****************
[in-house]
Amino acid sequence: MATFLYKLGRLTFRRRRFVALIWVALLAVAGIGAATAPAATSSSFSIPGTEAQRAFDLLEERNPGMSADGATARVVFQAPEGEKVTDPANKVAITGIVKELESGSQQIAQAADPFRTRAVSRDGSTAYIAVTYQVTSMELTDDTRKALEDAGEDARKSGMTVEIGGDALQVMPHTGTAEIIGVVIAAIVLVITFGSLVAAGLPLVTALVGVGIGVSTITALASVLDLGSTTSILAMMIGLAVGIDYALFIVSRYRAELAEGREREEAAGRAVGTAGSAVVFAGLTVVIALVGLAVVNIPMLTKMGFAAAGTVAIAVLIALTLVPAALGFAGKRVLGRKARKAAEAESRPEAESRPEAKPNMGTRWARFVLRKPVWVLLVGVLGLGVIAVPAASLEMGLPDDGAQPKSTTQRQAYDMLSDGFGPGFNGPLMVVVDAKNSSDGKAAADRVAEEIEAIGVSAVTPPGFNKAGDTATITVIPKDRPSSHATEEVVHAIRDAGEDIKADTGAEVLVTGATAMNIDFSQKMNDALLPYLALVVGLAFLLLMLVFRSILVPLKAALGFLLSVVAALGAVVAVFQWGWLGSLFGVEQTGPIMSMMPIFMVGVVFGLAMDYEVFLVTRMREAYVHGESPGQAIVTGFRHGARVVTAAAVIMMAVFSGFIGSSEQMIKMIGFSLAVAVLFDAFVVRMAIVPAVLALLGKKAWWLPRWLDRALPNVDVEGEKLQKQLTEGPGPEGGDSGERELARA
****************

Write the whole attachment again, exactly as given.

[in-house]
Amino acid sequence: MATFLYKLGRLTFRRRRFVALIWVALLAVAGIGAATAPAATSSSFSIPGTEAQRAFDLLEERNPGMSADGATARVVFQAPEGEKVTDPANKVAITGIVKELESGSQQIAQAADPFRTRAVSRDGSTAYIAVTYQVTSMELTDDTRKALEDAGEDARKSGMTVEIGGDALQVMPHTGTAEIIGVVIAAIVLVITFGSLVAAGLPLVTALVGVGIGVSTITALASVLDLGSTTSILAMMIGLAVGIDYALFIVSRYRAELAEGREREEAAGRAVGTAGSAVVFAGLTVVIALVGLAVVNIPMLTKMGFAAAGTVAIAVLIALTLVPAALGFAGKRVLGRKARKAAEAESRPEAESRPEAKPNMGTRWARFVLRKPVWVLLVGVLGLGVIAVPAASLEMGLPDDGAQPKSTTQRQAYDMLSDGFGPGFNGPLMVVVDAKNSSDGKAAADRVAEEIEAIGVSAVTPPGFNKAGDTATITVIPKDRPSSHATEEVVHAIRDAGEDIKADTGAEVLVTGATAMNIDFSQKMNDALLPYLALVVGLAFLLLMLVFRSILVPLKAALGFLLSVVAALGAVVAVFQWGWLGSLFGVEQTGPIMSMMPIFMVGVVFGLAMDYEVFLVTRMREAYVHGESPGQAIVTGFRHGARVVTAAAVIMMAVFSGFIGSSEQMIKMIGFSLAVAVLFDAFVVRMAIVPAVLALLGKKAWWLPRWLDRALPNVDVEGEKLQKQLTEGPGPEGGDSGERELARA